Team preview: Wisconsin-Milwaukee

Blue Ribbon Illustrated previews the 2004-05 college basketball season, exclusively on Insider.

Updated: October 20, 2004, 5:40 PM ET
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Sixty wins in three years. Do the math and that means Bruce Pearl's tenure at Wisconsin-Milwaukee is clicking along at one of those magic numbers in college basketball -- 20 wins a year.

The Panthers won the Horizon League regular season last winter with their second consecutive 13-3 league campaign. They barely missed the daily double, losing the conference tournament in Milwaukee against Illinois-Chicago, 65-62, when Ed McCants' three-point shot to force overtime kicked off the rim.

As much as Pearl would like to have won that game and gone to a second consecutive NCAA Tournament, he has no beef with McCants or his team. McCants, a junior-college transfer, was the Horizon Newcomer of the Year -- a complement to league player of the year Dylan Page -- and the Panthers still had a championship season despite losing a posse of veterans from the previous year.

"It was really a rewarding season,'' Pearl said. "Everybody tells you that winning the regular-season championship is so difficult. We went 13-3 and had a legitimate shot at 15-1, and that was extremely satisfying.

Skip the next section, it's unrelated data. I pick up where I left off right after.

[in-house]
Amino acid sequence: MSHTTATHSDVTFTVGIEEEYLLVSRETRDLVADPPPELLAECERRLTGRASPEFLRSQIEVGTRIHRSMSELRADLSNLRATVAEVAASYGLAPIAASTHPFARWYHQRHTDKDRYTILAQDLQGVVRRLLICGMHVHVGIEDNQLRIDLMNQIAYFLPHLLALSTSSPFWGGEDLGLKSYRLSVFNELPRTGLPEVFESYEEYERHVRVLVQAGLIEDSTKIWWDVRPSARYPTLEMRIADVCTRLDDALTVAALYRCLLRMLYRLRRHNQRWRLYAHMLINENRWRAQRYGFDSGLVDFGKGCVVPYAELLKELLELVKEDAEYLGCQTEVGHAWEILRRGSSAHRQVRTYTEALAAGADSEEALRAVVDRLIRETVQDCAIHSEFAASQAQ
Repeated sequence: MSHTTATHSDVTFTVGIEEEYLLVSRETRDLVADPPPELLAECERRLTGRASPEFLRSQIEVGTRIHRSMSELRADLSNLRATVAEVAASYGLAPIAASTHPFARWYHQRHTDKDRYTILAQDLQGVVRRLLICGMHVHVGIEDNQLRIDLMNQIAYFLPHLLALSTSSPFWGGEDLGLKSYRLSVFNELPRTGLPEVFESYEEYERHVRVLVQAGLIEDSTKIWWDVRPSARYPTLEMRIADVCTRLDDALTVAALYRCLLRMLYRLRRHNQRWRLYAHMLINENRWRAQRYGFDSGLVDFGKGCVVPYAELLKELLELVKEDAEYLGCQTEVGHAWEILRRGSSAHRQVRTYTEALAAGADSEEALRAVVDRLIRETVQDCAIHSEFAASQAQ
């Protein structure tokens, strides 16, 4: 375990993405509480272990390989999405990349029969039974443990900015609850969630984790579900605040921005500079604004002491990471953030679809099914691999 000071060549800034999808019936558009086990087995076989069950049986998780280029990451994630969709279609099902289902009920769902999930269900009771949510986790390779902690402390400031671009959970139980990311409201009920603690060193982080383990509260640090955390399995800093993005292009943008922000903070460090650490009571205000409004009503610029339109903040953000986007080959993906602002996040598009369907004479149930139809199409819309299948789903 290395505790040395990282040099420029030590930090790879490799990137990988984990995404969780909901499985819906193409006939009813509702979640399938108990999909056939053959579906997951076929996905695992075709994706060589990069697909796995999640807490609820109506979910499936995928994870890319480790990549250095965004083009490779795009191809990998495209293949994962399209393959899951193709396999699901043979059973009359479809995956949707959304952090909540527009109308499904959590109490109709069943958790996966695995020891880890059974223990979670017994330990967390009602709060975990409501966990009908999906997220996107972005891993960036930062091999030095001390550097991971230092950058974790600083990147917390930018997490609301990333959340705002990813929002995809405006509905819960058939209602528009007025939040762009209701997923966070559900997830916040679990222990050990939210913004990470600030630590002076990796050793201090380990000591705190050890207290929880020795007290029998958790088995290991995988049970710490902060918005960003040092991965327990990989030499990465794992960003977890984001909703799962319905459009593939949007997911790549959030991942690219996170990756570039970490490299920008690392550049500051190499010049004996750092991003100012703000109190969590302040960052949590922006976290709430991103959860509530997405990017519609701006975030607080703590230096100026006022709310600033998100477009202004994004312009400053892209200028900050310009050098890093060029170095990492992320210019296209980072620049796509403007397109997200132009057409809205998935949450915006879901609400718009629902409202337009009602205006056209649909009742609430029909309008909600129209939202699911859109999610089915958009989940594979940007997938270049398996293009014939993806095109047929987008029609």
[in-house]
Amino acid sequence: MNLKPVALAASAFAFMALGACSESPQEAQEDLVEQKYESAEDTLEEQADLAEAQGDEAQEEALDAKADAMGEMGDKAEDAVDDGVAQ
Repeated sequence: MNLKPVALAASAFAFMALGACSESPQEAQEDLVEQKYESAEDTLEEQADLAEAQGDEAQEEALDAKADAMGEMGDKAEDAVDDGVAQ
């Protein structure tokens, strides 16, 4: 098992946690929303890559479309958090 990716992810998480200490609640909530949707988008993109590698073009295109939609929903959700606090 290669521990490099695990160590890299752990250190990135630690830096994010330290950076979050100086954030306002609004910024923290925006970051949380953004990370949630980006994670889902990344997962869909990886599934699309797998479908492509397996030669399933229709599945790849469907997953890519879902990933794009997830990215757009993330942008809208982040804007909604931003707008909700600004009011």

"We know how tough our league is, and I think always a fair benchmark of how your program is fairing is how do you compete against your league?''

Pearl wasn't exaggerating about how close the Panthers came to 15-1. Of their three league losses, one was 86-82 at Illinois-Chicago, another 85-84 at Youngstown. The Panthers had close calls in three other non-league road games at tough gyms: 77-71 at North Carolina State; 81-77 at Southern Illinois; 66-64 at Santa Clara. The season ended on a 73-70 second-round NIT loss at Boise State after Milwaukee had routed Rice 91-63.

It's obvious from the non-conference schedule that Pearl has high aspirations for his program. This year's non-conference lineup includes trips to Kansas, Wisconsin, Purdue, Saint Louis and Valparaiso.

"We have seven non-conference road games, and all seven are against teams that were in postseason last year,'' Pearl said. "We're trying to make that transition to be considered one of the top mid-major programs in the country. One way of doing it is consistently playing for your championship, and we've finished first or second all three years we've been at Milwaukee. The other way you do it is with scheduling.''

Count on the Panthers to be in the hunt for another Horizon regular-season title this season. True, Milwaukee must replace Page and his 20.9 points a game, but four starters return, and the bench is deep with candidates vying for playing time.

Replacing Page should not be discounted. He was a big man who could score inside and step out beyond the three-point arc and score. He also averaged 6.6 boards and never hesitated to take the clutch shot. Consistency was also one of Page's hallmarks. He rarely had a bad game. How do the Panthers turn the, uh, page without losing their place?